Localism Saved by Globalism, Cont’d
UPDATE, 3/25: In response to some accurate criticism, I have pulled back some of the arguments made in the below post; my revised argument can be found here.
The good Mr. Dr. Larison has some tough but thoughtful words in response to my defense of free trade. They are well worth reading. I would like to address some of his arguments, especially because, much like many other free trade libertarians, I find myself agreeing with Larison far more often than not.
At the outset, he notes that:
Localists tend to take for granted that dependence on distant centers of wealth and power, which the interdependence at the heart of globalism requires, is antithetical to a decentralized political and economic order. I can imagine why someone might want to reject such a decentralized order, but I simply don’t see how someone maintains that it is compatible with the results of globalist policies.
I’m not so sure about this claim, as I noted in my original post. The protectionism advocated by localists is not a localist protectionism, but is instead one that relies heavily on tariffs instituted by a distant centralized government. Admittedly, this may simply be a result of Constitutional realities, but as a practical matter, a one-size-fits-all tariff imposed by bureaucrats in Washington seems like an awfully blunt instrument that is likely to negatively affect just as many local interests as it protects.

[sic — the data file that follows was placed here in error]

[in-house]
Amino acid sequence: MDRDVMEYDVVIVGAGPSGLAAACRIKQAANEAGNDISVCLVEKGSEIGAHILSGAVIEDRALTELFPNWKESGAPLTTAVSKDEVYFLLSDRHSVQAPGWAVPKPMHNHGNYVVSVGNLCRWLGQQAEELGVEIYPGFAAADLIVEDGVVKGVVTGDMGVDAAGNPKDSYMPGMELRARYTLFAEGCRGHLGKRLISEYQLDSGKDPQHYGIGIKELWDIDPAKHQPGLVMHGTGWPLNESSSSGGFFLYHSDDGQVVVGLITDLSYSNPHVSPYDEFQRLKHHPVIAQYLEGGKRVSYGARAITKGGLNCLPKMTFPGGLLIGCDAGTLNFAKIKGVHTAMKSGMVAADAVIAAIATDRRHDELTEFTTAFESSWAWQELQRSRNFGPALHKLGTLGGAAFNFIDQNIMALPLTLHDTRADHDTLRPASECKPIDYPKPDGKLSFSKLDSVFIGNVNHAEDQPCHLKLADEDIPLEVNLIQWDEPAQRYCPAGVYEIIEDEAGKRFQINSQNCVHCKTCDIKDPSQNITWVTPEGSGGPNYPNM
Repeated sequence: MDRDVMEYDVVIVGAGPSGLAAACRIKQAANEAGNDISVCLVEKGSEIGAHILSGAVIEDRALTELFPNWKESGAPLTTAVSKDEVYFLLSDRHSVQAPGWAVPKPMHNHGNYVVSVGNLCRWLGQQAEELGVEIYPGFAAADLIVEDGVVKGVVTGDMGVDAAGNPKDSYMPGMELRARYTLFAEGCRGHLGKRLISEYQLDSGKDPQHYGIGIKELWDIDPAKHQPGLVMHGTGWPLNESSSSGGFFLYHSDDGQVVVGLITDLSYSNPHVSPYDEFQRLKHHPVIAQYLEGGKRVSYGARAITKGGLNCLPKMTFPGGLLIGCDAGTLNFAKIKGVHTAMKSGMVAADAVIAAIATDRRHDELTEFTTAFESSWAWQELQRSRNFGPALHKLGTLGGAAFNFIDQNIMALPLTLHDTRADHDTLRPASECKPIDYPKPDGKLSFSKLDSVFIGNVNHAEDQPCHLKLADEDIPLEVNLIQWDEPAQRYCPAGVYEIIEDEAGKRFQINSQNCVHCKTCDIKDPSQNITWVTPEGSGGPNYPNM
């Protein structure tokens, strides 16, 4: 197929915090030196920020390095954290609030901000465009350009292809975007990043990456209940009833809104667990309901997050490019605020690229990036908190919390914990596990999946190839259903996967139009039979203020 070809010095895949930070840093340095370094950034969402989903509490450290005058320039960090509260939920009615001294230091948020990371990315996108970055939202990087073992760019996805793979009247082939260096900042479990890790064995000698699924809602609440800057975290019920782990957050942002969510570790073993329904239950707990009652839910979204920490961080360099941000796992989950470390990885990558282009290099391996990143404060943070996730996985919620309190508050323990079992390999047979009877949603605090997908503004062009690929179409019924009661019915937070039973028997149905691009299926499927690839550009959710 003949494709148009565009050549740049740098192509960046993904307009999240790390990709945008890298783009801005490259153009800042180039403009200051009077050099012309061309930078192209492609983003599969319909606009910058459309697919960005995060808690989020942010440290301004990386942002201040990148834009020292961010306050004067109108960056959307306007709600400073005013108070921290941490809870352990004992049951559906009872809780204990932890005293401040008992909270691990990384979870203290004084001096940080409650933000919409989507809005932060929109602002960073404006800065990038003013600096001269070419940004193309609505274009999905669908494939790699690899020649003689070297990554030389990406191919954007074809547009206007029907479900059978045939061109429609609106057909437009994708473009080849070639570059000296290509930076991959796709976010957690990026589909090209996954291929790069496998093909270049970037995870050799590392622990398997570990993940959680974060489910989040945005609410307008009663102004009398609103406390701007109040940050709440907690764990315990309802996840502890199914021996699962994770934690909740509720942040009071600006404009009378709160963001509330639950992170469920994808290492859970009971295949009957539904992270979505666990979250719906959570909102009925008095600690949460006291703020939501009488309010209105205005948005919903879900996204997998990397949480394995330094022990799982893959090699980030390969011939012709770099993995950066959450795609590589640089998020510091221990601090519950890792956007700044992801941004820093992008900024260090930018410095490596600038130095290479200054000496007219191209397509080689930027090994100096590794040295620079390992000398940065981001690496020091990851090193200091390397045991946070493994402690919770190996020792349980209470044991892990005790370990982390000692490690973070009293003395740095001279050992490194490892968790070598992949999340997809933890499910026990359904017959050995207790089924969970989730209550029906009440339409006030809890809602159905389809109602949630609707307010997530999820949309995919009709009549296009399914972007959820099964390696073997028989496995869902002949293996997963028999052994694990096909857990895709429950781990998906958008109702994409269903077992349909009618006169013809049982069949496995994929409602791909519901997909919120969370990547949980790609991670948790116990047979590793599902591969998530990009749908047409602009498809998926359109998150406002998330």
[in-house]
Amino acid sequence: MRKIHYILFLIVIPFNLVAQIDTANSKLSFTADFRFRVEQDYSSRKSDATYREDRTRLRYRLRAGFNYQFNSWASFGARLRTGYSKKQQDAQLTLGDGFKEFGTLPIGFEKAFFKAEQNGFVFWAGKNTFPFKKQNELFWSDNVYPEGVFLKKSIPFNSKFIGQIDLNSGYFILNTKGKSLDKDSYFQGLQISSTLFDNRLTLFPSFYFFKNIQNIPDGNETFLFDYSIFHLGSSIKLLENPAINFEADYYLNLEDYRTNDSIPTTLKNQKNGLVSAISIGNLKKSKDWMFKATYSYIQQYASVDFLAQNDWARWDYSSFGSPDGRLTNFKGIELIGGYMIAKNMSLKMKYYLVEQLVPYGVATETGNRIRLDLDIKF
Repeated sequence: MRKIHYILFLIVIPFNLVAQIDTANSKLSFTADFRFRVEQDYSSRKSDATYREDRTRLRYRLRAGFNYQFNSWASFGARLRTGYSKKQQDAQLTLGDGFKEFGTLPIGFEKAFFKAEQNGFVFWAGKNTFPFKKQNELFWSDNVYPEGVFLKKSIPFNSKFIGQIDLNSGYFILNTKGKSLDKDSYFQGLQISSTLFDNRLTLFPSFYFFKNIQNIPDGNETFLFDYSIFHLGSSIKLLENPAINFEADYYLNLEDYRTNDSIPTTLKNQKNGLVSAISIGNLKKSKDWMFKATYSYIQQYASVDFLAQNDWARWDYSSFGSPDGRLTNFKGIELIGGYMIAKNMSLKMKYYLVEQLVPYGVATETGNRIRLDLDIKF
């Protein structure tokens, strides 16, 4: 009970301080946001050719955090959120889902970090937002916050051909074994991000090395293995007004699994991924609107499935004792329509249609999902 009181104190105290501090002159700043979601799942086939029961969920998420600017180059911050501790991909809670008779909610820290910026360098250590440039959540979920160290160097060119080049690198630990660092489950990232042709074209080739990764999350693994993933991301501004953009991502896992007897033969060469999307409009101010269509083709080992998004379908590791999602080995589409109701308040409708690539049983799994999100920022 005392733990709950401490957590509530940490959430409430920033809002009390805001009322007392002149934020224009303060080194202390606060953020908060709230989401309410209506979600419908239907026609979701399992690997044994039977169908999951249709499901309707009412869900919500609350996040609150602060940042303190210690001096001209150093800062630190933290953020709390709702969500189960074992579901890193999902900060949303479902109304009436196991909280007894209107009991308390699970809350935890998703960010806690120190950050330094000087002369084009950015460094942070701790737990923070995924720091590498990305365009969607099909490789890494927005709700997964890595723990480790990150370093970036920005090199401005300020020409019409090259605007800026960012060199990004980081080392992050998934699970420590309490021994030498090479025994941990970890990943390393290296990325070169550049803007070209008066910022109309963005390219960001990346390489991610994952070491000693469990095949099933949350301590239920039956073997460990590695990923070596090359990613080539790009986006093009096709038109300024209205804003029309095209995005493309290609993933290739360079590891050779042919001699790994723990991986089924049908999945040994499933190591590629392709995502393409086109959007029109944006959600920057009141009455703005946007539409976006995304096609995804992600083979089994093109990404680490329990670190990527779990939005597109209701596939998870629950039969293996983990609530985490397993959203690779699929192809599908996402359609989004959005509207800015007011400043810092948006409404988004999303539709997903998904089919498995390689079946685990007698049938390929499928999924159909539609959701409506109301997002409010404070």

If regional differences remain in the U.S., they are much less pronounced today than ever before thanks to a combination of mass mobility, technological advance facilitating rapid transport and communication across the continent and shared consumer culture. Minnesotans may not eat fatback and Vermonters may not eat rellenos, but everyone is importing the same pork from the same factory farms in the Midwest, and perhaps the less said about the homogenizing effects of the national Buffalo wing phenomenon the better. We are steadily moving towards the economic, cultural and political monoculture that Thompson claims we are avoiding.
First, whatever the homogenizing effects of the Buffalo wing, the cuisine of my quasi-but-beloved-hometown has far more going for it than a few pieces of chicken scraps – witness the magnificent Beef on Weck sandwich, amongst other things – though what is called a “Buffalo Wing” in the rest of the country is often little like the wing you will get at, say, Duff’s. Second, Larison specifically talks here about our food coming from the same giant factory farms in the Midwest, no matter where we happen to live, which is certainly and sadly true; but this ignores the fact that those giant factory farms in the Midwest are amongst the biggest benficiaries of protectionist policies that remain.
Similarly, Larison goes on to point to the homogenizing effects of national television and radio, and a national transportation system that allows for greater movement of transplants from place A to place B. And, no doubt, national television and radio are quite homogenizing – but they don’t have much to do with free trade. The issue of transplants is a more challenging question, and it’s closely related to the issue of trade; but ultimately, unless you can control the flow of information, it would seem that the local culture those transplants leave behind may be better off losing them – if they are willing to drop everything for a way of life they can’t obtain in their hometown, certainly I think they’d be willing to fight to obtain that way of life if they were compelled to remain in their hometown, destroying their local culture from within in the process.